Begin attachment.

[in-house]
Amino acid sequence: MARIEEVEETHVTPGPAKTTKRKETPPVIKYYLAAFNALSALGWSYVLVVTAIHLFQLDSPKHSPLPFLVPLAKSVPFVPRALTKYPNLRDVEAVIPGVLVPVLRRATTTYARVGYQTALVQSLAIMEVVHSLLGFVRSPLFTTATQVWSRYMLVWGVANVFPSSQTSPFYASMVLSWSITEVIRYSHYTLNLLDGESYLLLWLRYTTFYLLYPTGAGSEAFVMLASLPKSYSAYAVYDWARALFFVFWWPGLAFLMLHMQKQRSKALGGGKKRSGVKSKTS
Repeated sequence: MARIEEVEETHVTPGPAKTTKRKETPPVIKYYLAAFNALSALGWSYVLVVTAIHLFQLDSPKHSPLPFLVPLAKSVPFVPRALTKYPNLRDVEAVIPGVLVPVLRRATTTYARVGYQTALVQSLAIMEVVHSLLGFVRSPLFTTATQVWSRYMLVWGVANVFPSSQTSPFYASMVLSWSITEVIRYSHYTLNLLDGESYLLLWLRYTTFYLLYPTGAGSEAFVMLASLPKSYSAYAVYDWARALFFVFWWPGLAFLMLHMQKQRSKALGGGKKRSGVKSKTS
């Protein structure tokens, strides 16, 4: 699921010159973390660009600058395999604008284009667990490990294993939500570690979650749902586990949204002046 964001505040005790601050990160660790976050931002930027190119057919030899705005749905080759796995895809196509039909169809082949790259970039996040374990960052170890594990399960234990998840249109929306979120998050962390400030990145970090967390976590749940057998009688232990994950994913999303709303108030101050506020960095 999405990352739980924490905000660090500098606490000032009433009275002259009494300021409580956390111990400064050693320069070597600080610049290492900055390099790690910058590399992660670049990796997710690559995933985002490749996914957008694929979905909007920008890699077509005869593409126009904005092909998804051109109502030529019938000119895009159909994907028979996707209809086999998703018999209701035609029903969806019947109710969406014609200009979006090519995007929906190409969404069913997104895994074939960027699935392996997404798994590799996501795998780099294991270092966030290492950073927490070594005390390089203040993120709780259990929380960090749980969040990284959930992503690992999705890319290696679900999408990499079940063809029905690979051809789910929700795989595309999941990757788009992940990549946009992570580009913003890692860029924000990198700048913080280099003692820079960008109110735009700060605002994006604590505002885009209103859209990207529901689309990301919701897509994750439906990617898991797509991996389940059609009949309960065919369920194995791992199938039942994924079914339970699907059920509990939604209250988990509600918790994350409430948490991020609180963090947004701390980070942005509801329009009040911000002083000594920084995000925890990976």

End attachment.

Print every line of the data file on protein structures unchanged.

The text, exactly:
[in-house]
Amino acid sequence: MARIEEVEETHVTPGPAKTTKRKETPPVIKYYLAAFNALSALGWSYVLVVTAIHLFQLDSPKHSPLPFLVPLAKSVPFVPRALTKYPNLRDVEAVIPGVLVPVLRRATTTYARVGYQTALVQSLAIMEVVHSLLGFVRSPLFTTATQVWSRYMLVWGVANVFPSSQTSPFYASMVLSWSITEVIRYSHYTLNLLDGESYLLLWLRYTTFYLLYPTGAGSEAFVMLASLPKSYSAYAVYDWARALFFVFWWPGLAFLMLHMQKQRSKALGGGKKRSGVKSKTS
Repeated sequence: MARIEEVEETHVTPGPAKTTKRKETPPVIKYYLAAFNALSALGWSYVLVVTAIHLFQLDSPKHSPLPFLVPLAKSVPFVPRALTKYPNLRDVEAVIPGVLVPVLRRATTTYARVGYQTALVQSLAIMEVVHSLLGFVRSPLFTTATQVWSRYMLVWGVANVFPSSQTSPFYASMVLSWSITEVIRYSHYTLNLLDGESYLLLWLRYTTFYLLYPTGAGSEAFVMLASLPKSYSAYAVYDWARALFFVFWWPGLAFLMLHMQKQRSKALGGGKKRSGVKSKTS
């Protein structure tokens, strides 16, 4: 699921010159973390660009600058395999604008284009667990490990294993939500570690979650749902586990949204002046 964001505040005790601050990160660790976050931002930027190119057919030899705005749905080759796995895809196509039909169809082949790259970039996040374990960052170890594990399960234990998840249109929306979120998050962390400030990145970090967390976590749940057998009688232990994950994913999303709303108030101050506020960095 999405990352739980924490905000660090500098606490000032009433009275002259009494300021409580956390111990400064050693320069070597600080610049290492900055390099790690910058590399992660670049990796997710690559995933985002490749996914957008694929979905909007920008890699077509005869593409126009904005092909998804051109109502030529019938000119895009159909994907028979996707209809086999998703018999209701035609029903969806019947109710969406014609200009979006090519995007929906190409969404069913997104895994074939960027699935392996997404798994590799996501795998780099294991270092966030290492950073927490070594005390390089203040993120709780259990929380960090749980969040990284959930992503690992999705890319290696679900999408990499079940063809029905690979051809789910929700795989595309999941990757788009992940990549946009992570580009913003890692860029924000990198700048913080280099003692820079960008109110735009700060605002994006604590505002885009209103859209990207529901689309990301919701897509994750439906990617898991797509991996389940059609009949309960065919369920194995791992199938039942994924079914339970699907059920509990939604209250988990509600918790994350409430948490991020609180963090947004701390980070942005509801329009009040911000002083000594920084995000925890990976």